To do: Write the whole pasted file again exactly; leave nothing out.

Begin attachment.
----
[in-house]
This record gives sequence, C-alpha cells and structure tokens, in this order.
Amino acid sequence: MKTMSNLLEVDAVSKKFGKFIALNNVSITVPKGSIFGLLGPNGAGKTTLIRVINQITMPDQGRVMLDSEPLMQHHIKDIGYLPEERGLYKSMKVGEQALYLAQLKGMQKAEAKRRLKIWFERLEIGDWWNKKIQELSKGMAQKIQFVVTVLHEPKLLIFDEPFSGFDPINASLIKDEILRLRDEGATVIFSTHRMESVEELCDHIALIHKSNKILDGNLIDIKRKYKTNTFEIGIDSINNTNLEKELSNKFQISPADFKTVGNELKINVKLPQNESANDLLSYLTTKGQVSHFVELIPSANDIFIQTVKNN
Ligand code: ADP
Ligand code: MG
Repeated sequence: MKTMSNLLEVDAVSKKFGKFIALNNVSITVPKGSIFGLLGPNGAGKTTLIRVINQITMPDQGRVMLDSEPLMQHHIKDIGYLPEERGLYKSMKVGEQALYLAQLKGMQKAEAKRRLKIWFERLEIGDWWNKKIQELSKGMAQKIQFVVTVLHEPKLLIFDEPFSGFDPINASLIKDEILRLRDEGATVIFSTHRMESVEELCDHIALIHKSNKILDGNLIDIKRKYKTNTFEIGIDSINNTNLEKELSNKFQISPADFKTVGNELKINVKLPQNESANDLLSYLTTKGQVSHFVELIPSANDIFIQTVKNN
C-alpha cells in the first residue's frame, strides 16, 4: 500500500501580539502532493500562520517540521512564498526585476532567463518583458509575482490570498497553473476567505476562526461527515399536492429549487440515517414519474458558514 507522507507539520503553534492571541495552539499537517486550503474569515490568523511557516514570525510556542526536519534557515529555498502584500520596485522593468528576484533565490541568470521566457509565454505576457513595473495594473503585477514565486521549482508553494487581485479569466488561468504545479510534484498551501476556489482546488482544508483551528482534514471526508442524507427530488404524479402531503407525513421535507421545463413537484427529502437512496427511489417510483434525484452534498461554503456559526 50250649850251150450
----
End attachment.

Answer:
[in-house]
This record gives sequence, C-alpha cells and structure tokens, in this order.
Amino acid sequence: MKTMSNLLEVDAVSKKFGKFIALNNVSITVPKGSIFGLLGPNGAGKTTLIRVINQITMPDQGRVMLDSEPLMQHHIKDIGYLPEERGLYKSMKVGEQALYLAQLKGMQKAEAKRRLKIWFERLEIGDWWNKKIQELSKGMAQKIQFVVTVLHEPKLLIFDEPFSGFDPINASLIKDEILRLRDEGATVIFSTHRMESVEELCDHIALIHKSNKILDGNLIDIKRKYKTNTFEIGIDSINNTNLEKELSNKFQISPADFKTVGNELKINVKLPQNESANDLLSYLTTKGQVSHFVELIPSANDIFIQTVKNN
Ligand code: ADP
Ligand code: MG
Repeated sequence: MKTMSNLLEVDAVSKKFGKFIALNNVSITVPKGSIFGLLGPNGAGKTTLIRVINQITMPDQGRVMLDSEPLMQHHIKDIGYLPEERGLYKSMKVGEQALYLAQLKGMQKAEAKRRLKIWFERLEIGDWWNKKIQELSKGMAQKIQFVVTVLHEPKLLIFDEPFSGFDPINASLIKDEILRLRDEGATVIFSTHRMESVEELCDHIALIHKSNKILDGNLIDIKRKYKTNTFEIGIDSINNTNLEKELSNKFQISPADFKTVGNELKINVKLPQNESANDLLSYLTTKGQVSHFVELIPSANDIFIQTVKNN
C-alpha cells in the first residue's frame, strides 16, 4: 500500500501580539502532493500562520517540521512564498526585476532567463518583458509575482490570498497553473476567505476562526461527515399536492429549487440515517414519474458558514 507522507507539520503553534492571541495552539499537517486550503474569515490568523511557516514570525510556542526536519534557515529555498502584500520596485522593468528576484533565490541568470521566457509565454505576457513595473495594473503585477514565486521549482508553494487581485479569466488561468504545479510534484498551501476556489482546488482544508483551528482534514471526508442524507427530488404524479402531503407525513421535507421545463413537484427529502437512496427511489417510483434525484452534498461554503456559526 50250649850251150450